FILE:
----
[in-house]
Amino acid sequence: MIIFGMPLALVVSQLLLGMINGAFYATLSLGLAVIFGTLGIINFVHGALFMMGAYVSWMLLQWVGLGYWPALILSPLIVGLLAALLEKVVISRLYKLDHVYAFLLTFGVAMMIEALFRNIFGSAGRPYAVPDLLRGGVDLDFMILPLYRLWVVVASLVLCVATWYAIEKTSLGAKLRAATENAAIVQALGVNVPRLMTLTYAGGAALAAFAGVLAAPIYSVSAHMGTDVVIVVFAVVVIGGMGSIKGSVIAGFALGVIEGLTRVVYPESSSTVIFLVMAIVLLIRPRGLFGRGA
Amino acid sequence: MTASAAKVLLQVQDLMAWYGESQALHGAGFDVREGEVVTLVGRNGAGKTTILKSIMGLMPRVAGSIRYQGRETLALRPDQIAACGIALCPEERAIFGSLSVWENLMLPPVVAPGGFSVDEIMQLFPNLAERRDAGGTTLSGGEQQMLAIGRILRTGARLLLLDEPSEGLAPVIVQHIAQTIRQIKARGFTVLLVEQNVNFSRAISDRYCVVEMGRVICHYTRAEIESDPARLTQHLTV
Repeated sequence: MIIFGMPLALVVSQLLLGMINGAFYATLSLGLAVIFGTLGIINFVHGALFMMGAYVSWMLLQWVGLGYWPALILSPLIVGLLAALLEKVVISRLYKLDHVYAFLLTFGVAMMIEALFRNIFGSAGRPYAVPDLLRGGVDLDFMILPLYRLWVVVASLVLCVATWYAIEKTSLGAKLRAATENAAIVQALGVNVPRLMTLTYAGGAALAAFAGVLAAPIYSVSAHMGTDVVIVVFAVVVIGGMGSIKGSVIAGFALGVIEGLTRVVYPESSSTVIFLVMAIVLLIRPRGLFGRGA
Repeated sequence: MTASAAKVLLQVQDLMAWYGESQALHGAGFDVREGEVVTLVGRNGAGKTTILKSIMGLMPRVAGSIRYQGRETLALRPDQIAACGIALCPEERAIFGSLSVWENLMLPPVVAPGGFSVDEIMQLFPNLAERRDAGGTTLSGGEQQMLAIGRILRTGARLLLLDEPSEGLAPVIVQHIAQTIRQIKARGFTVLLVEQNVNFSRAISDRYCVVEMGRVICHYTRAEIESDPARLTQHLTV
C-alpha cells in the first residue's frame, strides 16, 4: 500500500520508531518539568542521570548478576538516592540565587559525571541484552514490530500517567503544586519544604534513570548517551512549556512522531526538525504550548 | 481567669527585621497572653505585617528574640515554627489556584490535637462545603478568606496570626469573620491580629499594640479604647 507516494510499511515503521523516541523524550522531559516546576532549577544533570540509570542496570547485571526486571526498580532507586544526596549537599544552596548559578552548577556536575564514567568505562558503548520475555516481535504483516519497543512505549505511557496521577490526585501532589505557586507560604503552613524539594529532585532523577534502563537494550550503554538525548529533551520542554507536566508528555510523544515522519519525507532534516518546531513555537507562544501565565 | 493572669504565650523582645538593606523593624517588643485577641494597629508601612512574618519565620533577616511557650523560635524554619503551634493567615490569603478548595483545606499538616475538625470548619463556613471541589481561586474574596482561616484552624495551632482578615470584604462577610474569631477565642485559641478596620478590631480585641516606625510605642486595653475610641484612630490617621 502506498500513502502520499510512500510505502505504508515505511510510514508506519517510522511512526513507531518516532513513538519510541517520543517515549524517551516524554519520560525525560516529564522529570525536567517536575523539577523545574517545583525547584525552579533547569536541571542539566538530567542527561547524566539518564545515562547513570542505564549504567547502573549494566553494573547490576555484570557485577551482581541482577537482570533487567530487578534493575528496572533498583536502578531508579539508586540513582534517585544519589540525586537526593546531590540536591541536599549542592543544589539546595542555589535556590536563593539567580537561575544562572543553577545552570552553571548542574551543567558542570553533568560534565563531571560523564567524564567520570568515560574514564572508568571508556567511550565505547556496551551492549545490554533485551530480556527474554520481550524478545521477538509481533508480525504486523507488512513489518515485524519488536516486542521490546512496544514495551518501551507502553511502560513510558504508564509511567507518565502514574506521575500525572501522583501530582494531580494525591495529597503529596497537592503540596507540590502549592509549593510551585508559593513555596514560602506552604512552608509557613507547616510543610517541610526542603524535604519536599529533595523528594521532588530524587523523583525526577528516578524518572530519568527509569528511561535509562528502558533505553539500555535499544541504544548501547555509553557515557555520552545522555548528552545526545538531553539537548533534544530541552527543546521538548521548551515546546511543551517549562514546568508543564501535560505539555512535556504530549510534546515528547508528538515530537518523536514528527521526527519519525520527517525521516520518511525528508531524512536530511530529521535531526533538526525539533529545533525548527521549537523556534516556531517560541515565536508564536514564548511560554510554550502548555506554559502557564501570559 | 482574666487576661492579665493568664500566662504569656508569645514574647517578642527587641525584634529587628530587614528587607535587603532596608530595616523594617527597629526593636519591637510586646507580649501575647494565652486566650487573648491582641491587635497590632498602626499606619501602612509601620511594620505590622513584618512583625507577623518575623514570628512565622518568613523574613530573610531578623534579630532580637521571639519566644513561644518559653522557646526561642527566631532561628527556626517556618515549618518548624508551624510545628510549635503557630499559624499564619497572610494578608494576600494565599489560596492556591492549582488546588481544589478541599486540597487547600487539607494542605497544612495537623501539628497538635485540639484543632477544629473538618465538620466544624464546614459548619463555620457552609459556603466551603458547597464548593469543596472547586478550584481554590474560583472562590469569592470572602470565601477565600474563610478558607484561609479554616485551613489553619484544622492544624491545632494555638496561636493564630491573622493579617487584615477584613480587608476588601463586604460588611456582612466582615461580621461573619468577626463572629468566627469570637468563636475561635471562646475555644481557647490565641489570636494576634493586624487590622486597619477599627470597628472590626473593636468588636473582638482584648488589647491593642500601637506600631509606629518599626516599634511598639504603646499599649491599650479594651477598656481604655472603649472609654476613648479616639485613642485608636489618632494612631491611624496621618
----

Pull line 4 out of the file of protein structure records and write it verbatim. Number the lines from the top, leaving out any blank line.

Repeated sequence: MIIFGMPLALVVSQLLLGMINGAFYATLSLGLAVIFGTLGIINFVHGALFMMGAYVSWMLLQWVGLGYWPALILSPLIVGLLAALLEKVVISRLYKLDHVYAFLLTFGVAMMIEALFRNIFGSAGRPYAVPDLLRGGVDLDFMILPLYRLWVVVASLVLCVATWYAIEKTSLGAKLRAATENAAIVQALGVNVPRLMTLTYAGGAALAAFAGVLAAPIYSVSAHMGTDVVIVVFAVVVIGGMGSIKGSVIAGFALGVIEGLTRVVYPESSSTVIFLVMAIVLLIRPRGLFGRGA